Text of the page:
World Autism Day (today) is an opportunity to highlight the need for vital research into the condition, according to a researcher at the University of Sheffield.
Sheffield Autism Research Lab is currently working towards developing new techniques which could be used to enable easier and earlier diagnosis of autism – a lifelong developmental disability that affects how a person communicates with and relates to those around them.
Dr Elizabeth Milne, of Sheffield Autism Research Lab, said: “It is vitally important to raise awareness of autism. Autism affects 1 in 100 people, it is a life-long condition and can be very debilitating for people affected.
“World Autism Day means different things to different people. For many it is a chance to celebrate the creativity and diversity of autism. For others it is an opportunity to raise awareness of the condition.
“Here in Sheffield, we are working towards developing new techniques that can be used to enable earlier and easier diagnosis. Specifically we are working to find a brain-based signal for autism that can be used to identify individuals who have, or are likely to have, autism.
“We are also studying sensory function in autism in an attempt to understand why people with autism often experience heightened sensitivity to some sensory stimuli. In addition, we are collaborating with social psychologists in order to understand the public perception of autism, and to develop interventions that will improve the public perception of autism.”
Dr Milne added: “Living with autism, or with a family member who has autism poses a number of challenges. Researchers and the medical community are working hard to understand the causes of autism and to develop techniques and interventions that can provide support to people with autism and their families.
“There is still a long way to go in this regard though, which is why raising awareness of autism through World Autism Day is so important.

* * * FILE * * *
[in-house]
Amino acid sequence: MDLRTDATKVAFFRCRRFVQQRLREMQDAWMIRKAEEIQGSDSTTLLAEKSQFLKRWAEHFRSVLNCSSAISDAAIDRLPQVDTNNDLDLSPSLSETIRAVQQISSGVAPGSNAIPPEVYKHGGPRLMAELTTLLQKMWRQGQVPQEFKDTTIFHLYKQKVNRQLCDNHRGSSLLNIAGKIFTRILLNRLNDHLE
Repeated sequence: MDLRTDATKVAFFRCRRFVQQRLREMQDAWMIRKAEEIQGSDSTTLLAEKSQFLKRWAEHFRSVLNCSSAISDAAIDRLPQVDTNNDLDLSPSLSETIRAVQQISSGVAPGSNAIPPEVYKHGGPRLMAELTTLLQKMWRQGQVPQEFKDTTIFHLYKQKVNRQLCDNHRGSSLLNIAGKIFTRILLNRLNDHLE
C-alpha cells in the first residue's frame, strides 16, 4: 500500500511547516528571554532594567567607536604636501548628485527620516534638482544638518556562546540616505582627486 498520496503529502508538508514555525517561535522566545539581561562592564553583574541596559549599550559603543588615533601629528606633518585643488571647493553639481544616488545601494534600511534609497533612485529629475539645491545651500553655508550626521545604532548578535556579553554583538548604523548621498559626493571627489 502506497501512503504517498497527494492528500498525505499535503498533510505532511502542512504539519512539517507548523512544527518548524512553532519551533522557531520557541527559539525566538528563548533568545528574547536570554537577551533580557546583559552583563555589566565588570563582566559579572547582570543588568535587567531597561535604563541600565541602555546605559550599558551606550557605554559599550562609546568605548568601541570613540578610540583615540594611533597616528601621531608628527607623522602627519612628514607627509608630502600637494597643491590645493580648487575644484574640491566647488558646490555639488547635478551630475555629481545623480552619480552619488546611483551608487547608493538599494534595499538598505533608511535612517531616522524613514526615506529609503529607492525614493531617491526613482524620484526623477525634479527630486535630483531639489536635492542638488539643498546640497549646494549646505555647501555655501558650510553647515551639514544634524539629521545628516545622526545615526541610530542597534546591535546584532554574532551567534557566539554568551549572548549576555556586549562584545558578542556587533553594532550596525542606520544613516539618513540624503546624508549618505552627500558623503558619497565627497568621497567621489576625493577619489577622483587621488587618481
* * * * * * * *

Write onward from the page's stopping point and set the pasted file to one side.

“The amount of funding for autism research differs between countries. According to a report produced by the Institute of Education, in 2010 the US allocated £75.79 per person with autism to autism research, whereas the UK allocated just £4.26 per person with autism.
“World Autism Day is an opportunity to highlight autism as a priority area for practitioners, clinicians, local authorities and researchers and to encourage the government to allocate more resources to this condition.”
The University of Sheffield
With almost 25,000 of the brightest students from around 120 countries, learning alongside over 1,200 of the best academics from across the globe, the University of Sheffield is one of the world’s leading universities.
A member of the UK’s prestigious Russell Group of leading research-led institutions, Sheffield offers world-class teaching and research excellence across a wide range of disciplines.
Unified by the power of discovery and understanding, staff and students at the university are committed to finding new ways to transform the world we live in.
In 2011 it was named University of the Year in the Times Higher Education Awards and in the last decade has won four Queen’s Anniversary Prizes in recognition of the outstanding contribution to the United Kingdom’s intellectual, economic, cultural and social life.
Sheffield has five Nobel Prize winners among former staff and students and its alumni go on to hold positions of great responsibility and influence all over the world, making significant contributions in their chosen fields.
Global research partners and clients include Boeing, Rolls-Royce, Unilever, AstraZeneca, Glaxo SmithKline and Siemens, as well as many UK and overseas government agencies and charitable foundations.